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Here the probability of frame being lost is $P.$ So the probability of frame reaching safely would be $(1-P).$

Now lets consider that the frame will reach safely in $k$-th transmission. That means that the frame being lost $k-1$ times and reached in $k$-th time with probability $(1-P).$ Now a frame requires $k$-transmissions exactly when the first $k-1$ attempts fail .... this happens with probability $P^{ \text{k-1} }$ and the $k$-th transmission succeeds , this happens with probability $1-P.$

For $k=1,$ the probability $= (1-P)$

For $k=2,$ the probability $= P(1-P)$

For $k=3,$ the probability $=$ $P^2$$(1-P)$ $.............. ............. {\infty}$

So the mean number of transmission will be $= (1-P) + P(1-P) +$ $P^2$$(1-P)$$.......... $Which gives me $1.$

But solution saying,

$\sum_{k=1}^{\infty} kP_k$

$=$ $\sum_{k=1}^{\infty} k(1-P)P^{k-1}$

$=$$(1-P)$$\sum_{k=1}^{\infty}kP^{k-1}$

$= (1-P).$$\frac1{{(1-P)}^2}$ $=$$\frac1{{(1-P)}}$

I don't understand how they multiply $P^{ \text{k-1} }$$(P-1)$ by $k.$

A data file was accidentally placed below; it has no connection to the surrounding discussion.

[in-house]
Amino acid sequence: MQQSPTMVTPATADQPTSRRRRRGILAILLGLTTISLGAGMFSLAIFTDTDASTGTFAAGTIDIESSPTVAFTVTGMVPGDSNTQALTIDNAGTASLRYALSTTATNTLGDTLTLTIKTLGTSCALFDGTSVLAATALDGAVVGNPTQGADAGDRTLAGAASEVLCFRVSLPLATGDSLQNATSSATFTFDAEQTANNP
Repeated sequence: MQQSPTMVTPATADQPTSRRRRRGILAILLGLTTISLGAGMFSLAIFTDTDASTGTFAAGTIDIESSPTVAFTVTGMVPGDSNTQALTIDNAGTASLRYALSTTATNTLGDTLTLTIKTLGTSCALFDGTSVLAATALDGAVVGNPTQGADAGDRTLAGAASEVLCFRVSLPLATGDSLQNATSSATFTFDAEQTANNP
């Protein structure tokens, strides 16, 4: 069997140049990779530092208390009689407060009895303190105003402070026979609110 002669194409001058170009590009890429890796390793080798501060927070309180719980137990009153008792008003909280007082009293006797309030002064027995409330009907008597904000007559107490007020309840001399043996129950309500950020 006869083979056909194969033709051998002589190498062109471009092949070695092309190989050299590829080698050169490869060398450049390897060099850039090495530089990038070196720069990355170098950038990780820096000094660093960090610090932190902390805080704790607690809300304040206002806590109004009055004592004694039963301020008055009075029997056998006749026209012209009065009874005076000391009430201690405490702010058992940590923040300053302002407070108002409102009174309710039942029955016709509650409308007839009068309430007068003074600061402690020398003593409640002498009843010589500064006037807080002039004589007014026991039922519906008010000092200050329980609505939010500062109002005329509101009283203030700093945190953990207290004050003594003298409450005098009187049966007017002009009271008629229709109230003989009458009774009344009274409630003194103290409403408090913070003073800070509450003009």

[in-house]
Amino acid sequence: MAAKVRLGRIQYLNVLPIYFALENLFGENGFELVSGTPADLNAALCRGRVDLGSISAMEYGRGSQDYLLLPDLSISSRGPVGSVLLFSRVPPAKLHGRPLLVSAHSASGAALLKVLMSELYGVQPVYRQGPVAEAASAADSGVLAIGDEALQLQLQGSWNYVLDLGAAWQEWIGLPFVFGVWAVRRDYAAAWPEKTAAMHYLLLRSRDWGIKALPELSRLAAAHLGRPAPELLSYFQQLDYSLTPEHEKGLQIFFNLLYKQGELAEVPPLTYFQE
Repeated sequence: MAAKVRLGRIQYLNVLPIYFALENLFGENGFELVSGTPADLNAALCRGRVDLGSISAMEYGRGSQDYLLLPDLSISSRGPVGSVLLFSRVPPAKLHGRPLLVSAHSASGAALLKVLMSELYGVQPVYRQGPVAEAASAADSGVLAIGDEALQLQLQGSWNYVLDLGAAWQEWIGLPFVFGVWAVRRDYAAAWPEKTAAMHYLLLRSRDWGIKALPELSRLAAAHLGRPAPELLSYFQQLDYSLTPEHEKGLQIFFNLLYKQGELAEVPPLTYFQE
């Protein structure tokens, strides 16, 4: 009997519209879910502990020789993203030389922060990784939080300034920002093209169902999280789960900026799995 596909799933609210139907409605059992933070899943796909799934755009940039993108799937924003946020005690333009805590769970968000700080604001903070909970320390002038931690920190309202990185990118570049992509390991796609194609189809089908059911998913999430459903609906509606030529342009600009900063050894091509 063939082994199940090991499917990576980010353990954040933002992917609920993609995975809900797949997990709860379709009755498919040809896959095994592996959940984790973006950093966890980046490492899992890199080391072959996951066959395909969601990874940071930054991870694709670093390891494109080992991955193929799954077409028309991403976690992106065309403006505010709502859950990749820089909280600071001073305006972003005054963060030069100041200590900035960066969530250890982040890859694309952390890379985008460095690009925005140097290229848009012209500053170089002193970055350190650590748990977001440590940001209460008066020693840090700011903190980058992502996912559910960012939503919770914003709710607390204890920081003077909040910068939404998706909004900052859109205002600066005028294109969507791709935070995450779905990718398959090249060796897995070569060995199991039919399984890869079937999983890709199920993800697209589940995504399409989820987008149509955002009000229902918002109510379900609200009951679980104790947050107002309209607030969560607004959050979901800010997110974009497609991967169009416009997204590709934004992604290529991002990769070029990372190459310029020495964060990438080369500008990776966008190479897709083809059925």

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You have to compute the "average of the number of transmissions" and not the "average of probabilities". Think of it as you are rolling a dice and a number $k$ comes with probability $P^{k-1} \cdot (1-P)$. So, the average value that you get on dice is $\sum_{k = 1}^{\infty} k \cdot (\textrm{Probabaility of $k$}) = \sum_{k = 1}^{\infty} k \cdot P^{k-1} \cdot (1-P)$

In other words, you have to compute the expected value of "the number of transmissions". Therefore, we multiply by $k$.

Read more about geometric distribution and its expected analysis here.

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  • $\begingroup$ still not understood... Wikipedia also don't saying why multiply by k... Please elaborate little bit more.. $\endgroup$
    – S. M.
    Commented Sep 19, 2021 at 5:28
  • $\begingroup$ Let us continue this discussion in chat. $\endgroup$ Commented Sep 19, 2021 at 5:52
  • $\begingroup$ @yagami please approve $\endgroup$
    – S. M.
    Commented Sep 19, 2021 at 11:59
  • $\begingroup$ @Saslok Please avoid asking specific users to help you with another question. Be patient, and wait to let others help you on their own terms. (remember, it is currently Sunday in many places in world, so not many people are available to help you) $\endgroup$
    – Discrete lizard
    Commented Sep 19, 2021 at 12:49
  • $\begingroup$ @yagami one thing tell $k$ isn't equally likely or probability isn't equally likely? $\endgroup$
    – S. M.
    Commented Sep 19, 2021 at 20:43

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